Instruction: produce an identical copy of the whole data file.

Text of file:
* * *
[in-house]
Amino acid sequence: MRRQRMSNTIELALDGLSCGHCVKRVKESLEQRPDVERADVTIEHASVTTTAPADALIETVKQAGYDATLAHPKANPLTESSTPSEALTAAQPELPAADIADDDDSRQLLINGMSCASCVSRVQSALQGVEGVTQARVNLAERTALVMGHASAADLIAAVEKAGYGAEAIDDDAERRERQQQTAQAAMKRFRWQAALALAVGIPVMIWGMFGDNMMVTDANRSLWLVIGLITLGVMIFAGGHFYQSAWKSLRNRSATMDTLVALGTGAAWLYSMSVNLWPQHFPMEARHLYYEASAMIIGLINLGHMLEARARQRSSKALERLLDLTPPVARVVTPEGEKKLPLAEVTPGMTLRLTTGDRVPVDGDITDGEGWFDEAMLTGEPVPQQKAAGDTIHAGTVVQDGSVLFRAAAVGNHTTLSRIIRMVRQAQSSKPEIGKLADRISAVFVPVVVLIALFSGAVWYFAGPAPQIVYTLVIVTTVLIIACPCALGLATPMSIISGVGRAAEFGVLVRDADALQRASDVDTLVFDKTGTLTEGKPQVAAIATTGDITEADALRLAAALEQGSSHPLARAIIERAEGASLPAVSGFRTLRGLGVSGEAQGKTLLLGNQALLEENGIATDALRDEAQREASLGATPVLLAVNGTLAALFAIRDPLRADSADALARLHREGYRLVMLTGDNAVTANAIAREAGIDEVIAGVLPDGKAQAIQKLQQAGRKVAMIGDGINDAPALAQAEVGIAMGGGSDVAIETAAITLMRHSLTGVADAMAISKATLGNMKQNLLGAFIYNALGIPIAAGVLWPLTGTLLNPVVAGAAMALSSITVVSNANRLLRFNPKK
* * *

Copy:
[in-house]
Amino acid sequence: MRRQRMSNTIELALDGLSCGHCVKRVKESLEQRPDVERADVTIEHASVTTTAPADALIETVKQAGYDATLAHPKANPLTESSTPSEALTAAQPELPAADIADDDDSRQLLINGMSCASCVSRVQSALQGVEGVTQARVNLAERTALVMGHASAADLIAAVEKAGYGAEAIDDDAERRERQQQTAQAAMKRFRWQAALALAVGIPVMIWGMFGDNMMVTDANRSLWLVIGLITLGVMIFAGGHFYQSAWKSLRNRSATMDTLVALGTGAAWLYSMSVNLWPQHFPMEARHLYYEASAMIIGLINLGHMLEARARQRSSKALERLLDLTPPVARVVTPEGEKKLPLAEVTPGMTLRLTTGDRVPVDGDITDGEGWFDEAMLTGEPVPQQKAAGDTIHAGTVVQDGSVLFRAAAVGNHTTLSRIIRMVRQAQSSKPEIGKLADRISAVFVPVVVLIALFSGAVWYFAGPAPQIVYTLVIVTTVLIIACPCALGLATPMSIISGVGRAAEFGVLVRDADALQRASDVDTLVFDKTGTLTEGKPQVAAIATTGDITEADALRLAAALEQGSSHPLARAIIERAEGASLPAVSGFRTLRGLGVSGEAQGKTLLLGNQALLEENGIATDALRDEAQREASLGATPVLLAVNGTLAALFAIRDPLRADSADALARLHREGYRLVMLTGDNAVTANAIAREAGIDEVIAGVLPDGKAQAIQKLQQAGRKVAMIGDGINDAPALAQAEVGIAMGGGSDVAIETAAITLMRHSLTGVADAMAISKATLGNMKQNLLGAFIYNALGIPIAAGVLWPLTGTLLNPVVAGAAMALSSITVVSNANRLLRFNPKK